Ludlum will never be confused with what some consider 'True Literature' but what he lacks in major character development, he more than makes up for with the sheer speed of his plots and how his stories seem to be several plots all going at once on a runaway train with no brakes...yet he manages to keep control at all of the crucial moments and never gives you more peeks into what is really happening than you absolutely MUST have, and yet you still have a grasp of what is going on, without knowing what is going to happen next. Is someone going to die in his books?
Yes...
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Format: Paperback
When Michael Havelock saw the face of a woman he loved in a Roman train station, the same woman whom he had killed several weeks before, out went his plans for quitting the world of espionage and clandestine operations, and he was thrusted back into the realm of shadows where nothing was what it seemed to be.
Determine to find her, and why he was led to believe she was a double-agent, Michael triggered a series of reaction from spymasters of Washington and Moscow to find him, stop him and kill him.
A true plot within plot, the decision-makers in the background found themselves mere pawns in a greater, more sinister conspiracy by masterminds whose existence no world leader nor government could afford to acknowledge.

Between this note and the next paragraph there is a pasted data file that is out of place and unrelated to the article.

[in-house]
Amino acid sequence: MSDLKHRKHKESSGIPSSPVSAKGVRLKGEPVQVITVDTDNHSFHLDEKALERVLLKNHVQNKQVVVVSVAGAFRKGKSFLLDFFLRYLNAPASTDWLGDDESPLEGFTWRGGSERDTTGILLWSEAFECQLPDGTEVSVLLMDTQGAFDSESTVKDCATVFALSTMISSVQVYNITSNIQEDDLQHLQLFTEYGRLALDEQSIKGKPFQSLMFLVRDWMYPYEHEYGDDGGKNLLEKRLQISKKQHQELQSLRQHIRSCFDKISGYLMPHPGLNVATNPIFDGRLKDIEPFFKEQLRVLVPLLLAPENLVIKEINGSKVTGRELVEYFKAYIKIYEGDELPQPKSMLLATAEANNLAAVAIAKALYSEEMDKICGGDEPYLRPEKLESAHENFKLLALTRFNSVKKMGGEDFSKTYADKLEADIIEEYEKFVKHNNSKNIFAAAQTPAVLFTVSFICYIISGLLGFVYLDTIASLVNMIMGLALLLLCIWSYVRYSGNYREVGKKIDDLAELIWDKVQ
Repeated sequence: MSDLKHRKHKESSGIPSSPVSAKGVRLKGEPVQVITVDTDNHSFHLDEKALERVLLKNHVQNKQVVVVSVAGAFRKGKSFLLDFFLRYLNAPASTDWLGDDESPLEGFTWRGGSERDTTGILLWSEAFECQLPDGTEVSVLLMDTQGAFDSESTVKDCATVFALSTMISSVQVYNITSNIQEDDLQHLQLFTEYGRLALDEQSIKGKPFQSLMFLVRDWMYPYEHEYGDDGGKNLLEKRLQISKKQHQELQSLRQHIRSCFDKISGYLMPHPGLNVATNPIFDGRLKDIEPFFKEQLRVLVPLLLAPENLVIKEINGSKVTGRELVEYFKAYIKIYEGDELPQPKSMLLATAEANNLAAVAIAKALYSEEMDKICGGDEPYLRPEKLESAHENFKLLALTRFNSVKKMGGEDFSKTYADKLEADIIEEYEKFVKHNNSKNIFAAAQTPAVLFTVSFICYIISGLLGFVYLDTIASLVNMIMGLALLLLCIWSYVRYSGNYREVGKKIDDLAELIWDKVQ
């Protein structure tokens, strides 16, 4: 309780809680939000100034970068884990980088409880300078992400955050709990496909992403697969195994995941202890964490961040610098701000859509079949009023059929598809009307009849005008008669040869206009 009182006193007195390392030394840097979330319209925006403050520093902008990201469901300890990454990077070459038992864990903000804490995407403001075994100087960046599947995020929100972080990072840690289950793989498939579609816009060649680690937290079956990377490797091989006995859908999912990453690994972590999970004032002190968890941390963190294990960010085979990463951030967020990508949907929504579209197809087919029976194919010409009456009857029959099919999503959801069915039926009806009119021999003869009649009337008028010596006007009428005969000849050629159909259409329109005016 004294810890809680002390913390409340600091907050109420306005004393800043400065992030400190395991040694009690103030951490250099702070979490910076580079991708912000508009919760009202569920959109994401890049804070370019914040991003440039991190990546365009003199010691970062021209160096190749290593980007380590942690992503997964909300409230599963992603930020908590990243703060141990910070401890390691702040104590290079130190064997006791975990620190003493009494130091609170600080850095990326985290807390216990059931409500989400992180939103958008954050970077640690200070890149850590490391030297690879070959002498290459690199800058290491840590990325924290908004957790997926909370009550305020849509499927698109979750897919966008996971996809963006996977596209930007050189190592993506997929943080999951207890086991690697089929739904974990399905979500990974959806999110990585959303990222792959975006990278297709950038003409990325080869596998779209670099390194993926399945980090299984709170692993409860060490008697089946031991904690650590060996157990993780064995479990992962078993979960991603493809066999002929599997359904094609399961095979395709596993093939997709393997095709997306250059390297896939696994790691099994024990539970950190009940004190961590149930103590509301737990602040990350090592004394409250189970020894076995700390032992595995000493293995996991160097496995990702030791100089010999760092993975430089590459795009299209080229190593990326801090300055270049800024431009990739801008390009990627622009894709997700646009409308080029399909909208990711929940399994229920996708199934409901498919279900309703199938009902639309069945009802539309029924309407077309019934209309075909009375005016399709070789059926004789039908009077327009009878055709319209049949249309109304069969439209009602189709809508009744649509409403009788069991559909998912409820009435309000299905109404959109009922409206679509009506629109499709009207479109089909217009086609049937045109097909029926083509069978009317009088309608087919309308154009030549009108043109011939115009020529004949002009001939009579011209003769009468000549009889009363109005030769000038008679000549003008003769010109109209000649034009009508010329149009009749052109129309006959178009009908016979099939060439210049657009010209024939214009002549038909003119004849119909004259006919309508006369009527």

Michael Havelock found himself victim of his own government's plottings, only to discover his government was also at the mercy of Parsifal, whose machinations could cast the world into an all-out nuclear war.
The first half of the book was focussed in Europe where Michael raced across the continent to track down the woman who was supposed to be dead. A trail of dead bodies marked his passing as he grasped the flimiest clue that would led him from one place to another. Certainly, it was the better part of the novel where reader can admire the tenacity and brilliance of the would-be-retired-agent.
The later part of the book tracked the conspiracy to its source, but this part is less well-written as convoluted details were rambled and readers get lost in data overload. Also, Michael's jogging through his memories became more confusing for readers.
Character wise, there was little to be criticised, though dialogues were a little stilted. But otherwise, each character was clearly distinguishable with a fair degree of realism.